The earlier work of van den Hout (1997) demonstrated that the inactivation of TIs when heated in shearless environments showed a 2-phase inactivation behavior:
where TIAt and TIA0 are TI activity after heating time t and without heating, respectively. k1 and k2 are inactivation constants in the 1st and 2nd phase, and expressed as the Arrhenius relation with their corresponding preexponent factors k1,0= 0.142 s−1 and k2,0= 0.0148 s−1, and activation energies E1= 200 kJ/mol and E2= 158 kJ/mol at reference temperature Tr= 110 °C. α is a fitting parameter = 0.583.
When shear effect on TI inactivation is considered, E1 and E2 are reduced by ΔE calculated using Eq. (15). TIA was calculated numerically from the feed port of the extruder to die exit using Eq. (16) with the reduced E1 and E2. The predicted trypsin inhibitors activity (TIA) levels were comparable with the measured values of the extrudates.
While modeling shear-induced inactivation of α-amylase in a plain shear field, van der Veen and others (2004) assumed that the shear-induced reduction of the activation energy for bond breakage is equal to the work done by the external applied force. Although the exact relation between the force applied on the bond and the external applied shear force is unknown, a positive relation between the external applied shear stress and the bond energy reduction may exist. They proposed a simple power law relation to describe the reduction of activation energy due to the external shear stress:
where ζ and m are constants to be determined experimentally.
Substituting Eq. (17) into Eq. (1) and integrating gives:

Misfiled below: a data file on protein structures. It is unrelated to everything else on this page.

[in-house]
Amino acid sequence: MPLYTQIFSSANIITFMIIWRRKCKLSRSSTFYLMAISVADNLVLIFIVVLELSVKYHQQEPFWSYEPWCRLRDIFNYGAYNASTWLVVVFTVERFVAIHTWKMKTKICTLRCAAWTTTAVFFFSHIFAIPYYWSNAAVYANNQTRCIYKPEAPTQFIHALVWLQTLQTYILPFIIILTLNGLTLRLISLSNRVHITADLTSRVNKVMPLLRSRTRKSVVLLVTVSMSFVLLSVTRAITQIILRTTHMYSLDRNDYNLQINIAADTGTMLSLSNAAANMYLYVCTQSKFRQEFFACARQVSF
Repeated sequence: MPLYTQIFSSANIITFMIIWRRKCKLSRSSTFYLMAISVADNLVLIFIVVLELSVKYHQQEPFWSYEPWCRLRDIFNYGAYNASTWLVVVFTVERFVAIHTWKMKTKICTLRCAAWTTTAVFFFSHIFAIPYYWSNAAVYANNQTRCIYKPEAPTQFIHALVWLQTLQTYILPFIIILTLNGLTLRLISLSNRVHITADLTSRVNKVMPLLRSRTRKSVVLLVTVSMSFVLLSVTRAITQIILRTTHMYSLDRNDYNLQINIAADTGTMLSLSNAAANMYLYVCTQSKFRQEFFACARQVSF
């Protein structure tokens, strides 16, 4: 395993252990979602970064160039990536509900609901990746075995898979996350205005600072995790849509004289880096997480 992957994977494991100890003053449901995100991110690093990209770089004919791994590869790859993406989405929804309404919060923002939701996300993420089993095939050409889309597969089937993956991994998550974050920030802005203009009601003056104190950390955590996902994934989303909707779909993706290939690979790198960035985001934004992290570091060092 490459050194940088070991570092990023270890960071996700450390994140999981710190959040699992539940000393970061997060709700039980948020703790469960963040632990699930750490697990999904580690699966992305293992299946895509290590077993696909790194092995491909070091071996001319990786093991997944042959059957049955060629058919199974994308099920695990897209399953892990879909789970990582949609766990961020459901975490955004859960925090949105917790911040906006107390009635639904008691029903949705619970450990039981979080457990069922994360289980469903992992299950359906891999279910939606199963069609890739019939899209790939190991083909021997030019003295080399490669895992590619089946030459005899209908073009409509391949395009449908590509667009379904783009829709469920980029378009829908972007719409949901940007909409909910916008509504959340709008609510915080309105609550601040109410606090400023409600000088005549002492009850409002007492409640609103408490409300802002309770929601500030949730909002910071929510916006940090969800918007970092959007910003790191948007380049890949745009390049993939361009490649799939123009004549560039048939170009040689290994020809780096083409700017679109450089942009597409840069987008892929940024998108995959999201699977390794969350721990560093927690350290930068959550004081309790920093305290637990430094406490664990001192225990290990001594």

where C denotes the enzyme activity at time t, C0 the initial enzyme activity. Equation (18) was used to fit all experimental data at once, using ζ, k′∞, and m as adjustable parameters and was numerically integrated over the complete experimental τ-t profile of each shearing treatment. The estimated parameters were k′∞= 6.05 × 10−5 s−1, ζ= 25.1 m2 mol−1 Pa1−n, and m = 0.57. The range of τ was not presented in the article. Taking τ= 18375 Pa (half of the τmax average), we calculated ΔE using Eq. (17)= 6.77 kJ/mol. The activation energy for thermal inactivation E0 is on the order of 240 kJ/mol (De Cordt and others 1994).
The E0 for starch gelatinization (45.64 J/mol, Cai and Diosady 1993) is higher than the strength of hydrogen bindings (10 to 40 kJ/mol, Semenova and Dickinson 2010) slightly. This suggests that other interactions stronger than hydrogen bindings may be involved in starch gelatinization. The E0s for the loss of 3 amino acids (67.60 to 124.71 kJ/mol, Ilo and Berghofer 2003), thiamin destruction (99.41 kJ/mol, Ilo and Berghofer 1998), inactivation of TIs (158 to 220 kJ/mol, van den Hout and others 1998), and α-amylase (240 kJ/mol, De Cordt and others 1994) are all lower than the strengths of C-C bonds (360 kJ/mol in C2H6, Israelachvili 1992) and C-O bonds (340 kJ/mol in CH3OH, Israelachvili 1992) that are very common in food molecules. This indicates that these processes may involve interactions weaker than the covalent bonds.
The activation energy reduction and the rate constant increase induced by thermomechanical processes are summarized in Table 1. Comparing the estimated ΔE values showed that the reduction of the activation energy for starch gelatinization is about one order of magnitude smaller than that for amino acid loss, thiamin destruction, and inactivation of TI and α-amylase. This suggests that shear stress has lower efficiency in catalyzing starch gelatinization than in catalyzing other reactions. In other words, thermal effects are the major contributor to the starch gelatinization in the experimental range investigated. The size of starch granules is much larger than that of amino acid, thiamin, and TI. Theoretically speaking, the larger starch granules should be more easily deformed by shear force and demonstrate more activation energy reduction than the smaller. A possibility is that shear leads to viscous dissipation and results in an additional thermal effect on the loss of smaller molecules.
Table 1–. The activation energy reduction and rate constant increase induced by thermomechanical processes.
|Thermomechanical process||Kinetic topic||Activation energy and its reduction||k/kT*||Source|
|Extrusion||Starch gelatinization||E = 45.6369 kJ/mol, ΔE = 0.063 to 0.289 kJ/mol a||1.02 to 1.10||Cai and Diosady (1993)|